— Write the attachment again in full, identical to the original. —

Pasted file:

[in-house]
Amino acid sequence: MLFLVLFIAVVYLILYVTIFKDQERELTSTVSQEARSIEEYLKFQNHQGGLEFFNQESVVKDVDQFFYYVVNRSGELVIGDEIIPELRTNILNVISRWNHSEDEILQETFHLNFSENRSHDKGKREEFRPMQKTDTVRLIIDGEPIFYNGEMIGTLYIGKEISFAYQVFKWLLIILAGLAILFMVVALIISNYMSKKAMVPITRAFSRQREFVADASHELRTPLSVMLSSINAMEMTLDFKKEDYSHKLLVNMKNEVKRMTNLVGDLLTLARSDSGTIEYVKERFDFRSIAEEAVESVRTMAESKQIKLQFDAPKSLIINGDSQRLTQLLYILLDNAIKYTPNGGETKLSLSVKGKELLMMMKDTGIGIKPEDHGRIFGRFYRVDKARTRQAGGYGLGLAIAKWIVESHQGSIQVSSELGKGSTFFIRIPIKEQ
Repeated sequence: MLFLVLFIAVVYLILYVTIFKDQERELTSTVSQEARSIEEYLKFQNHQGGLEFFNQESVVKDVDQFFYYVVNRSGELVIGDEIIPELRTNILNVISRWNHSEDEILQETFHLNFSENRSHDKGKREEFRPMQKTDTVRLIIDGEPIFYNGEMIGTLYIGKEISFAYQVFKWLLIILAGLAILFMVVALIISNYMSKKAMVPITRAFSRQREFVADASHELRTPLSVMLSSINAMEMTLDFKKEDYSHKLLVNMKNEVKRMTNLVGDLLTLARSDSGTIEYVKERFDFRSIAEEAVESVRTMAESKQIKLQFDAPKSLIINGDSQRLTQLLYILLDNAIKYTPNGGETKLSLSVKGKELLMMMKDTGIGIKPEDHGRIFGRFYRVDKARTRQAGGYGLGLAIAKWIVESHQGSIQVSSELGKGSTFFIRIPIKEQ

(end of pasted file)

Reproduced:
[in-house]
Amino acid sequence: MLFLVLFIAVVYLILYVTIFKDQERELTSTVSQEARSIEEYLKFQNHQGGLEFFNQESVVKDVDQFFYYVVNRSGELVIGDEIIPELRTNILNVISRWNHSEDEILQETFHLNFSENRSHDKGKREEFRPMQKTDTVRLIIDGEPIFYNGEMIGTLYIGKEISFAYQVFKWLLIILAGLAILFMVVALIISNYMSKKAMVPITRAFSRQREFVADASHELRTPLSVMLSSINAMEMTLDFKKEDYSHKLLVNMKNEVKRMTNLVGDLLTLARSDSGTIEYVKERFDFRSIAEEAVESVRTMAESKQIKLQFDAPKSLIINGDSQRLTQLLYILLDNAIKYTPNGGETKLSLSVKGKELLMMMKDTGIGIKPEDHGRIFGRFYRVDKARTRQAGGYGLGLAIAKWIVESHQGSIQVSSELGKGSTFFIRIPIKEQ
Repeated sequence: MLFLVLFIAVVYLILYVTIFKDQERELTSTVSQEARSIEEYLKFQNHQGGLEFFNQESVVKDVDQFFYYVVNRSGELVIGDEIIPELRTNILNVISRWNHSEDEILQETFHLNFSENRSHDKGKREEFRPMQKTDTVRLIIDGEPIFYNGEMIGTLYIGKEISFAYQVFKWLLIILAGLAILFMVVALIISNYMSKKAMVPITRAFSRQREFVADASHELRTPLSVMLSSINAMEMTLDFKKEDYSHKLLVNMKNEVKRMTNLVGDLLTLARSDSGTIEYVKERFDFRSIAEEAVESVRTMAESKQIKLQFDAPKSLIINGDSQRLTQLLYILLDNAIKYTPNGGETKLSLSVKGKELLMMMKDTGIGIKPEDHGRIFGRFYRVDKARTRQAGGYGLGLAIAKWIVESHQGSIQVSSELGKGSTFFIRIPIKEQ